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Platelet Rich Plasma Therapy (PRP)

A Patient’s Guide to Platelet Rich Plasma Therapy (PRP)

What is platelet rich plasma therapy?
Platelet Rich Plasma therapy, or PRP is a treatment option for non-healing tendon injuries such as tennis elbow, Achilles tendonitis, and knee tendonitis

How does a PRP procedure work?
Using the patient’s own blood, the specially prepared platelet portion is re-injected into the
tendon or muscle of the affected area. These platelets release substances known as “growth factors” that lead to tissue healing. For example, when you cut yourself, the body’s natural response is to attract platelets that release growth factors and facilitate the healing. By concentrating the platelets, we increase the growth factors up to eight times which promotes the healing of tendons. While other tendon injury treatments such as corticosteroid injections may provide temporary relief and stop inflammation, PRP injections actually heal the tendon over a period of time. The human body has a remarkable ability to heal itself and by re-injecting concentrated platelets we are facilitating the natural healing process.

Is PRP right for me?
Patients should consider PRP treatment if they have been diagnosed with a tendon injury in which conservative treatment such as anti-inflammatories, physical therapy, and bracing have not provided symptomatic relief. For most patients, PRP offers a solid, alternative treatment for those who do not wish to have surgery. An initial evaluation will determine if PRP is a viable treatment option.

How do I prepare for an injection?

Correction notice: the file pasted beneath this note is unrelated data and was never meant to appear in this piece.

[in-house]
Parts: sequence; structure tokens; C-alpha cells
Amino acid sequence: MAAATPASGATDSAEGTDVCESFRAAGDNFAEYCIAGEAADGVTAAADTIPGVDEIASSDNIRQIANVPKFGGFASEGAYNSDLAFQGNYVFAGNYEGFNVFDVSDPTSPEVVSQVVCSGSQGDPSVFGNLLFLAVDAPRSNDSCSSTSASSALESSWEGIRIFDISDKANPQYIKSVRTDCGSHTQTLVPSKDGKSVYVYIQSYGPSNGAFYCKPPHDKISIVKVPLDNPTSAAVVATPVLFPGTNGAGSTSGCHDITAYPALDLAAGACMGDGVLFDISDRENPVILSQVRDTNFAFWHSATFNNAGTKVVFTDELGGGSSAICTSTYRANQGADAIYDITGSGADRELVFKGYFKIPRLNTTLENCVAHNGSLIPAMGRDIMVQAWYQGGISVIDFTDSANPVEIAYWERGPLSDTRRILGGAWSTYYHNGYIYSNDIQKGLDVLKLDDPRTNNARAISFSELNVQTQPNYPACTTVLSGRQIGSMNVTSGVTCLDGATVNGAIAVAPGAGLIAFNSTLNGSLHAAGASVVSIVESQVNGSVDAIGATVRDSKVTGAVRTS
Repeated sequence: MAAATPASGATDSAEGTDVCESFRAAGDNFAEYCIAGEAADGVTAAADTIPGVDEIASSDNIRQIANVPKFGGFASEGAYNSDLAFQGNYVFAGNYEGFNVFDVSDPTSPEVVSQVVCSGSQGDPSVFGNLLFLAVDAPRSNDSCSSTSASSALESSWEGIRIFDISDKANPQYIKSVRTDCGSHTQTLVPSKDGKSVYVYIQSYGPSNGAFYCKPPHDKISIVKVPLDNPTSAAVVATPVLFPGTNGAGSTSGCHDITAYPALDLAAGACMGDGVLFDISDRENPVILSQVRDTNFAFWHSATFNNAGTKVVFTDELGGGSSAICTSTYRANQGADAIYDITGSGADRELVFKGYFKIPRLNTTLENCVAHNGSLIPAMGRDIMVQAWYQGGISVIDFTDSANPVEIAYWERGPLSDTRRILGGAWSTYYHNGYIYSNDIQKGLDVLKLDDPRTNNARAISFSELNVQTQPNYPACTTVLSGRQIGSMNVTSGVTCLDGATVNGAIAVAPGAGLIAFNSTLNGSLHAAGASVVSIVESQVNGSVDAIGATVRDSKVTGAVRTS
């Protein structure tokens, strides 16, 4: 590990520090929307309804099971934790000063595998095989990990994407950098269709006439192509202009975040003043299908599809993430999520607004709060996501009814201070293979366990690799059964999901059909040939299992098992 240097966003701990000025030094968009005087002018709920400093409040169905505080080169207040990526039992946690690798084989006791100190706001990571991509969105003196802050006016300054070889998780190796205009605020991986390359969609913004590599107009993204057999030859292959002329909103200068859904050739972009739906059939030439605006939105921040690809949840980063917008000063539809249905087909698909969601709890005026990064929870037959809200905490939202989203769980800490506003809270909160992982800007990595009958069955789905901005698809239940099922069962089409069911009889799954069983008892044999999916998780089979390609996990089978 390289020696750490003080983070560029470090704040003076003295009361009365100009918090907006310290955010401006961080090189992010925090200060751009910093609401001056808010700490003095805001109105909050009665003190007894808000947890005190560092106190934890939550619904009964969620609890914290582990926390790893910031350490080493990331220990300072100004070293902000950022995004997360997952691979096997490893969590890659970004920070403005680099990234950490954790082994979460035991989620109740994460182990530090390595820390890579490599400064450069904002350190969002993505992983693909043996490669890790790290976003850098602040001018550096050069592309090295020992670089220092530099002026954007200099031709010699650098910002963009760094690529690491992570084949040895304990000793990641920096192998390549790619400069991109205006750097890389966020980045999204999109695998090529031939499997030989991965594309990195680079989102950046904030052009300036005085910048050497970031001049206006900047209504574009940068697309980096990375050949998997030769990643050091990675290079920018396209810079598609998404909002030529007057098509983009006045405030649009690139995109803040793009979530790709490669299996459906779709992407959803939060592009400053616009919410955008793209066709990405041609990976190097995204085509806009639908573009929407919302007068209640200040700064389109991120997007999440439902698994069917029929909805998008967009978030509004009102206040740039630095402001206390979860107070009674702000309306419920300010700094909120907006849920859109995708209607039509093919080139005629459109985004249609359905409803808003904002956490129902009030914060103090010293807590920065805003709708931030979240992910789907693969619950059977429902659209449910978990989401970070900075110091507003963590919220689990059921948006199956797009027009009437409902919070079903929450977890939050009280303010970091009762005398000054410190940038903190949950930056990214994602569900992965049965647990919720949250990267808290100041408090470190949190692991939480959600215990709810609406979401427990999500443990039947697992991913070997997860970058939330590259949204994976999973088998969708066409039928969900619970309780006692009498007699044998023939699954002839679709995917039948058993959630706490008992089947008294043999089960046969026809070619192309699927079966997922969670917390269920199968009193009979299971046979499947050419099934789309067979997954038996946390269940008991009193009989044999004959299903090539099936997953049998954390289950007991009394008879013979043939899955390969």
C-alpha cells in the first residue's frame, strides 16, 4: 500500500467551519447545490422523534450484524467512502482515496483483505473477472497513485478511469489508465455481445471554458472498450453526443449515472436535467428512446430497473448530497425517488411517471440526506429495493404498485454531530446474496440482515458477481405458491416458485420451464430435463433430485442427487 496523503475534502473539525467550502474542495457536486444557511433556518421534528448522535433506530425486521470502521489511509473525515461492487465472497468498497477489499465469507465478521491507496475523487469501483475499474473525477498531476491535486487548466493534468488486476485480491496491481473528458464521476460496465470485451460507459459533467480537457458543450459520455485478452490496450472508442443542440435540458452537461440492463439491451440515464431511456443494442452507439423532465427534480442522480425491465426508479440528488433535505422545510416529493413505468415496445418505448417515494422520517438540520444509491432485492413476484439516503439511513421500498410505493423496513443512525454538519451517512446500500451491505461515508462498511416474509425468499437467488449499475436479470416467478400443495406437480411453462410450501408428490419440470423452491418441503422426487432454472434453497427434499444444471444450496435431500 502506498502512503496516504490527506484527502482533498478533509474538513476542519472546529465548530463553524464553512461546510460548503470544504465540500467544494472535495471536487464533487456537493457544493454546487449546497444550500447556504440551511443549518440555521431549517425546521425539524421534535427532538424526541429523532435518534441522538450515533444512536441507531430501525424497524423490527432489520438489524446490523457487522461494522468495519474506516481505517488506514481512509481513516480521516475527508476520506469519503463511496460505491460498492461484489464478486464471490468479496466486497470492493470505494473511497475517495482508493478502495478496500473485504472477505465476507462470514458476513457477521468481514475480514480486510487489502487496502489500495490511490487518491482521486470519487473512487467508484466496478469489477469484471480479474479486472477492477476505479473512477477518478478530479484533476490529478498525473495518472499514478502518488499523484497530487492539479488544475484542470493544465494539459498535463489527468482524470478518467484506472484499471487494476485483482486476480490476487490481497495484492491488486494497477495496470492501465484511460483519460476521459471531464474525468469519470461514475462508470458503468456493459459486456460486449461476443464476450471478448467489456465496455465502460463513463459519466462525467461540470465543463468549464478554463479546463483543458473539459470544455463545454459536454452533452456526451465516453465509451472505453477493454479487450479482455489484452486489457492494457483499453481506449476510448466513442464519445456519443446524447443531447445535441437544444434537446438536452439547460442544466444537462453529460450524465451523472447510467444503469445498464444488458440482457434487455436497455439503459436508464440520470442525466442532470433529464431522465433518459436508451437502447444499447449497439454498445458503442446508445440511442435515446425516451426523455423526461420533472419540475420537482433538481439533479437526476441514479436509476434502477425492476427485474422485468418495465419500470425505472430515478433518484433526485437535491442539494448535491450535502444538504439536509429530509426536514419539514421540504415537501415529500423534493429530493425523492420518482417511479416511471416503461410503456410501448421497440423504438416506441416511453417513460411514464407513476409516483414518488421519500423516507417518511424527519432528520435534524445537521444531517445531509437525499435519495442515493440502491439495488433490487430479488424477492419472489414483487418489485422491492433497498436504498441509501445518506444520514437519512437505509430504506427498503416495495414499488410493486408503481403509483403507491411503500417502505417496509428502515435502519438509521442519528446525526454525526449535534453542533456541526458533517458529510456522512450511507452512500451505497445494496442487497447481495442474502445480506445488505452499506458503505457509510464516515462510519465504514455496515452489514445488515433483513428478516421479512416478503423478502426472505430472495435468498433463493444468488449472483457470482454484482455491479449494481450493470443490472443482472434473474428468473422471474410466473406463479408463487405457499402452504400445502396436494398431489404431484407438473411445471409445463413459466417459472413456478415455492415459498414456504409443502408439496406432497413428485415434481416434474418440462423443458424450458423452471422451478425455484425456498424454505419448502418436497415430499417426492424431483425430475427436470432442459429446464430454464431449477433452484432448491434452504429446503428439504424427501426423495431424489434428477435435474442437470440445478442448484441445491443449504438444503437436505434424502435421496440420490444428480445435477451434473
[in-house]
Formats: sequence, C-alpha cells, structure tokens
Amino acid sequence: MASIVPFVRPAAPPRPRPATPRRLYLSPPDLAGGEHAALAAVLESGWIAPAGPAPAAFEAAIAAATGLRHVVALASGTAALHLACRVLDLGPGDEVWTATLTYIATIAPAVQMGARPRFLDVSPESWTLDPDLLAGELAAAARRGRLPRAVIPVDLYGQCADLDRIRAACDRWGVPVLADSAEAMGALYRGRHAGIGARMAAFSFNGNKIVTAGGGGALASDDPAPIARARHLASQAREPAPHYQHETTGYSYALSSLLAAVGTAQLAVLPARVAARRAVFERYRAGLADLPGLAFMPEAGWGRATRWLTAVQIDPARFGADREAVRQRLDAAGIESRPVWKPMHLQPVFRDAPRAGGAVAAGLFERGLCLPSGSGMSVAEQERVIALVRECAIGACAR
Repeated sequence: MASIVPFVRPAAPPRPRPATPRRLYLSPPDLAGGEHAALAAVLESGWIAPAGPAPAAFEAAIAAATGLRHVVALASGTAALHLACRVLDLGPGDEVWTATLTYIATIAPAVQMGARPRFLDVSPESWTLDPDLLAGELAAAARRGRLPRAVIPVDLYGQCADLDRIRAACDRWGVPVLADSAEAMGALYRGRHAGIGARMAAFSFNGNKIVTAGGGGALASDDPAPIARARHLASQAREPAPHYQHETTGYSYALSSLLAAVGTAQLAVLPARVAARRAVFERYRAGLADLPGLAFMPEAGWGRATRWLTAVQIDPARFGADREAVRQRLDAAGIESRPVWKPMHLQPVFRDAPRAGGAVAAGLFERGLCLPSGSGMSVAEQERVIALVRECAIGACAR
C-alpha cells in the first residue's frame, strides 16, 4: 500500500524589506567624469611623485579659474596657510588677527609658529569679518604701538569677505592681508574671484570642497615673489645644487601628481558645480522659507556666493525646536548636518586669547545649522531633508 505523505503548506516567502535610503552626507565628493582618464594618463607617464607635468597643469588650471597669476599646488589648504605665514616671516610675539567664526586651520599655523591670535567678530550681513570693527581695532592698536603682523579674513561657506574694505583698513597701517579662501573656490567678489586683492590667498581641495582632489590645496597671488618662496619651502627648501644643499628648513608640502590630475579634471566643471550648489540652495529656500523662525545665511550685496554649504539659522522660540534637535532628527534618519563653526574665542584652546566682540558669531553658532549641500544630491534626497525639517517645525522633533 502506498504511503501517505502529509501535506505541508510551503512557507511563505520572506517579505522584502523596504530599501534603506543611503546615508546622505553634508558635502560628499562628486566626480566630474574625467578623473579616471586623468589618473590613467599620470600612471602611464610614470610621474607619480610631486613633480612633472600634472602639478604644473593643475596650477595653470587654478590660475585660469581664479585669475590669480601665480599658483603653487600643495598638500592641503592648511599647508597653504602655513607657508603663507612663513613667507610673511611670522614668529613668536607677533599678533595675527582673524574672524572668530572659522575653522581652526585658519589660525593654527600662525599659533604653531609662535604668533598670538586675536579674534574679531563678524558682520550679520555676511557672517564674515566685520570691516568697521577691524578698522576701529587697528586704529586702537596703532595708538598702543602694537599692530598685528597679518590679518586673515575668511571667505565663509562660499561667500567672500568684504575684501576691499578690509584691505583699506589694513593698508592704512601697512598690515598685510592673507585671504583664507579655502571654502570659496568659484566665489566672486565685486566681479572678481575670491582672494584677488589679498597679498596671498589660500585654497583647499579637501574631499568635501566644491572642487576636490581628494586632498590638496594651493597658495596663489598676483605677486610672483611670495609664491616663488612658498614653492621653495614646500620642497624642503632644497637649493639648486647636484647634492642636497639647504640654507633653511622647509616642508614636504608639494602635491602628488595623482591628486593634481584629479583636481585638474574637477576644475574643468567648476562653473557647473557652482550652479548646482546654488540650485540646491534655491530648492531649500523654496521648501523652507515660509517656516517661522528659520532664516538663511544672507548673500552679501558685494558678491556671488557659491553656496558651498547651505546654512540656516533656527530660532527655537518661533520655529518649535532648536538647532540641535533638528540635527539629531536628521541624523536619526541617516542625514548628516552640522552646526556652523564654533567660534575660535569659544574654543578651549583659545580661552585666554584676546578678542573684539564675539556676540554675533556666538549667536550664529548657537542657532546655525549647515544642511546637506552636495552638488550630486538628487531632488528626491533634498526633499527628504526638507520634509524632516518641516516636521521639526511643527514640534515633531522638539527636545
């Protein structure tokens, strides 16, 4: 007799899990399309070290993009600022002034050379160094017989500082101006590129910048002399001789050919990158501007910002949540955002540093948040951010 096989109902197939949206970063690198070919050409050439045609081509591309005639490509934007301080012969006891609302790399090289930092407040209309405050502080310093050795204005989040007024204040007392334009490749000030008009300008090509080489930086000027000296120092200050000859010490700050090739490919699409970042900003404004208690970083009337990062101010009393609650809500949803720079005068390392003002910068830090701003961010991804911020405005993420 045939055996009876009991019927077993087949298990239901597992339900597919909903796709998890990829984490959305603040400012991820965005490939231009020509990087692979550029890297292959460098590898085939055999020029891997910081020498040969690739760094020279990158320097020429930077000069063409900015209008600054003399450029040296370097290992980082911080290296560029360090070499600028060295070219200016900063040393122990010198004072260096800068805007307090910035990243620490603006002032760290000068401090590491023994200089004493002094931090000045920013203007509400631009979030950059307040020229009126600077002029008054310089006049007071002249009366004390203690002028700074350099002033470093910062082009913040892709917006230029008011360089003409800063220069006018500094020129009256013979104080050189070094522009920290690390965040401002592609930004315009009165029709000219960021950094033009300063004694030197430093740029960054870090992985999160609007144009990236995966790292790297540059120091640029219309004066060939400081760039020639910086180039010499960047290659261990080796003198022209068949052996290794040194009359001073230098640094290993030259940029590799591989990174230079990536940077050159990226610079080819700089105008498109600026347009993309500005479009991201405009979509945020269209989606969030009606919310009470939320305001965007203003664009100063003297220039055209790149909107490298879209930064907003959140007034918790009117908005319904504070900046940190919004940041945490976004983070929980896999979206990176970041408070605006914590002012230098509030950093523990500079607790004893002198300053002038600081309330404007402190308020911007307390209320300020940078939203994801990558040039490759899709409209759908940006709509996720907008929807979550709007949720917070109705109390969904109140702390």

Patients will be scheduled for an evaluation to determine if PRP is a viable treatment option. An MRI may be done prior to the injection to insure a proper diagnosis and that there is not a major tear in the tendon that might best be treated surgically. The PRP injection usually takes an hour and is performed on an outpatient basis.

How do I care for my injection site after treatment?
Initially the procedure may cause some localized soreness and discomfort. Patients may apply ice and elevate as needed. After a few weeks, the patient will likely begin a rehabilitation program with physical therapy. Notify your physician if you have an allergy to Xylocaine or bupivacaine (Marcaine). If you are unsure, contact your primary care physician.

What are potential benefits of PRP treatment?
Patients can expect to see significant improvement in symptoms; elimination of the need for more traditional treatments such as medications, cortisone injections or surgery; and a dramatic return of function.

What are the significant side effects?
Although uncommon, the risks include those signs/symptoms associated with an injection
including: pain, infection, no relief of symptoms, worsening of symptoms, blood clot, nerve
injury, skin discoloration, calcification, scarring, loss of fat to the affected area, and allergic
reaction. After the injection, if you experience any of the above side effects, please contact the office where you were seen.

How soon can I go back to regular physical activity?
This treatment is not a “quick fix” and is designed to promote long-term healing of the tendon. The process of PRP requires time and rehabilitation to allow the injured tendon to heal. Through regular followup visits your doctor can determine when you are able to resume regular physical activities.

How is PRP paid?
We do require pre-payment prior to the procedure as this may not be covered by your insurance company.